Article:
Or maybe it was just that the word is fully out now about our little printers’ party. After all, the Volcano said, “There are otherwise button-down, Wonder-bread, vanilla South Sounders who lose their ever-lovin’ shizz over Wayzgoose.” Amen, bros.

Big thanks to everyone who showed up to the party (even if I didn’t get a chance to thank you in person); to the Tacoma Arts Commission for being our fairy godparents; to the small army of adorable volunteers who kept everything chuggin’ along; to Rosemary Ponnekanti at the News Tribune for the write-up; to Kyle Durrie for making an appearance in her travelin’ Type Truck; and to sweet pea Flaherty and Jessica Spring for making it all happen.

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Speaking of Jessica, I think I laid eyes on her all of twice, all day. She was scurrying around and herding cats outside, while I was camped behind a steady stream of folks at our adjacent tables (thanks, y’all!). There wasn’t even room to sneak a hip shot of how many people were shoehorned in there, so the only photos I could snag were right at the beginning before folks showed up, or at the end, when people finally started to clear out.

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I know this doesn’t look like a big crowd, but trust me—it was a total sardine can in there. (Or clown car, if you prefer circus metaphors. I know I do.) But when the room is packed with all your favorite Northwesterners, it’s a win-win.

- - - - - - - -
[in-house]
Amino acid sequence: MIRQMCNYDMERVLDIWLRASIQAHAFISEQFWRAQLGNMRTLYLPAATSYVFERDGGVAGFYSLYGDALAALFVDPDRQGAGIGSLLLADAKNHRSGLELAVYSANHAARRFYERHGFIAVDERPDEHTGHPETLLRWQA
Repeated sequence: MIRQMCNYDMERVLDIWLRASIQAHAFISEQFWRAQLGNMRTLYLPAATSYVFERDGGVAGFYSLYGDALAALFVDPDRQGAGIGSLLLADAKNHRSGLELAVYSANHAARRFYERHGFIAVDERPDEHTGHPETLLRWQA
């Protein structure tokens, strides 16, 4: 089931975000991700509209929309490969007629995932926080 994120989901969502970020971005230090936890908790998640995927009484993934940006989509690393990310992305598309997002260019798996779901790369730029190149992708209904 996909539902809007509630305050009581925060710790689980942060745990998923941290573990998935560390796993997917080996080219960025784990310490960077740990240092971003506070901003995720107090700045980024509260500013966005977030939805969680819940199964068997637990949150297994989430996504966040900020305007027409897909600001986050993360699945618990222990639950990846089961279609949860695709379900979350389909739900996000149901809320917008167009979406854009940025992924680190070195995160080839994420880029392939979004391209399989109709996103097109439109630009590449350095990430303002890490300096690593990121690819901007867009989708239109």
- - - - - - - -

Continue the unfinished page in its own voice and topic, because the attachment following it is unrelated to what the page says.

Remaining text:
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Among the talented regulars was my lovely friend Keegan,

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and of course, Atticus, who frequently thinks he’s a pirate parrot. Yarr!

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There was also a very special newcomer this year. Remember my former student Sara? Well, she caught the letterpress bug, and caught it bad. In less than three years since she took my class, she and her husband Brad (pictured) have gone from newbie nestlings to fully-fledged, successful business owners. (And they’re not the only ones!) Sigh. My kids are all grown up and making a hand-printed ruckus! It does my heart good.

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Outside, spring was in full bloom at the L’Arche booth,

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and the steamroller prints were better than ever. (Special shout-out to Audra Laymon for her goatey Blueberry Park print! I think a hundred people heard me squeal when I saw it.)

Jessica and I decided to sit out the steamroller this year to make room for a few new folks, and that turned out to be a smart move. Just standing at my table for six+ hours hobbled me like an arthritic old woman—I don’t think my knee was up to printing. My only regret was not being able to witness much of the spectacle this year.

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I did sneak outside long enough to learn that Tacoma’s own Arts Commissioners had been pressed into service (heckuva job, Scott!)—